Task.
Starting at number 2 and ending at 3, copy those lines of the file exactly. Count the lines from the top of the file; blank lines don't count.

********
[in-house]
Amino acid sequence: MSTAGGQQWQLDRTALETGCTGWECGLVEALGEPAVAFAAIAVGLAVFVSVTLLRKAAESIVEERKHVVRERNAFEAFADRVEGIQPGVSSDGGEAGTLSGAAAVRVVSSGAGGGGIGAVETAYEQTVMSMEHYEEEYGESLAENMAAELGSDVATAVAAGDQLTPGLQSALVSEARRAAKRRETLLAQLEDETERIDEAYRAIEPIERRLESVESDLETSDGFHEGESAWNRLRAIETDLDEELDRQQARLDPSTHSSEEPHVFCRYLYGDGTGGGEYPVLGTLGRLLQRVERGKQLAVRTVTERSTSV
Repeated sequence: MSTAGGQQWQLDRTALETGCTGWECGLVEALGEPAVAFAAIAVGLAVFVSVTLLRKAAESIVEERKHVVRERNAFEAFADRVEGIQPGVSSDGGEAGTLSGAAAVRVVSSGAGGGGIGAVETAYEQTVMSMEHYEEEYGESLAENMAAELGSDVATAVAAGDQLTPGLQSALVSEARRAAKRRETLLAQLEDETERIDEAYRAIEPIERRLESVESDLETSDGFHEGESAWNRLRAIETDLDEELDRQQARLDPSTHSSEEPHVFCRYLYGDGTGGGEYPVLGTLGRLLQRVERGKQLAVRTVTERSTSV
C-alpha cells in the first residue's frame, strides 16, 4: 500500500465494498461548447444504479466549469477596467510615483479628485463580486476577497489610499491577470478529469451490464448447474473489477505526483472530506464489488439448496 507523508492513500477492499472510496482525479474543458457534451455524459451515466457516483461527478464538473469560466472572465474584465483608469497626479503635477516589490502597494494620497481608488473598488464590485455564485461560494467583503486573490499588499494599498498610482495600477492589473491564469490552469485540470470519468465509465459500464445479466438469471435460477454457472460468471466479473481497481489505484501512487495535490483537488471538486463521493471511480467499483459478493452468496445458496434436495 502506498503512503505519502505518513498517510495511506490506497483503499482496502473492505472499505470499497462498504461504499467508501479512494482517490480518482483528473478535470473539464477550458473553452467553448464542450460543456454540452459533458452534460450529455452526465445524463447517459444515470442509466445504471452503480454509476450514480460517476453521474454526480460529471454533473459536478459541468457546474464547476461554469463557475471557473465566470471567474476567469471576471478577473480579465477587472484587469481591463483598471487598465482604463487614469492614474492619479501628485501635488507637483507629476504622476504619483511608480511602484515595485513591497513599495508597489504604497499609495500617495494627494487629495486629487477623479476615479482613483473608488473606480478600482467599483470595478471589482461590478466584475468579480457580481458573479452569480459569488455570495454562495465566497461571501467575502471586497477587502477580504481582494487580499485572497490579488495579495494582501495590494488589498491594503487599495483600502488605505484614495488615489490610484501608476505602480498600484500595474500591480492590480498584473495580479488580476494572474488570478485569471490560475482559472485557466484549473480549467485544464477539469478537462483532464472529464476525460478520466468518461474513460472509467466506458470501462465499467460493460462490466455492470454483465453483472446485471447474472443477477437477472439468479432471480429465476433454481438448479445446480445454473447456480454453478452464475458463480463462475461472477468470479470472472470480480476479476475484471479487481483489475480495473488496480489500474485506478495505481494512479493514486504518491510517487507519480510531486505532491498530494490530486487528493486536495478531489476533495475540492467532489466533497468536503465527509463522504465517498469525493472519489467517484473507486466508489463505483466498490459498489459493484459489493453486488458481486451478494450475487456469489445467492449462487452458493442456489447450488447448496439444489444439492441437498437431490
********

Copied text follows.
Amino acid sequence: MSTAGGQQWQLDRTALETGCTGWECGLVEALGEPAVAFAAIAVGLAVFVSVTLLRKAAESIVEERKHVVRERNAFEAFADRVEGIQPGVSSDGGEAGTLSGAAAVRVVSSGAGGGGIGAVETAYEQTVMSMEHYEEEYGESLAENMAAELGSDVATAVAAGDQLTPGLQSALVSEARRAAKRRETLLAQLEDETERIDEAYRAIEPIERRLESVESDLETSDGFHEGESAWNRLRAIETDLDEELDRQQARLDPSTHSSEEPHVFCRYLYGDGTGGGEYPVLGTLGRLLQRVERGKQLAVRTVTERSTSV
Repeated sequence: MSTAGGQQWQLDRTALETGCTGWECGLVEALGEPAVAFAAIAVGLAVFVSVTLLRKAAESIVEERKHVVRERNAFEAFADRVEGIQPGVSSDGGEAGTLSGAAAVRVVSSGAGGGGIGAVETAYEQTVMSMEHYEEEYGESLAENMAAELGSDVATAVAAGDQLTPGLQSALVSEARRAAKRRETLLAQLEDETERIDEAYRAIEPIERRLESVESDLETSDGFHEGESAWNRLRAIETDLDEELDRQQARLDPSTHSSEEPHVFCRYLYGDGTGGGEYPVLGTLGRLLQRVERGKQLAVRTVTERSTSV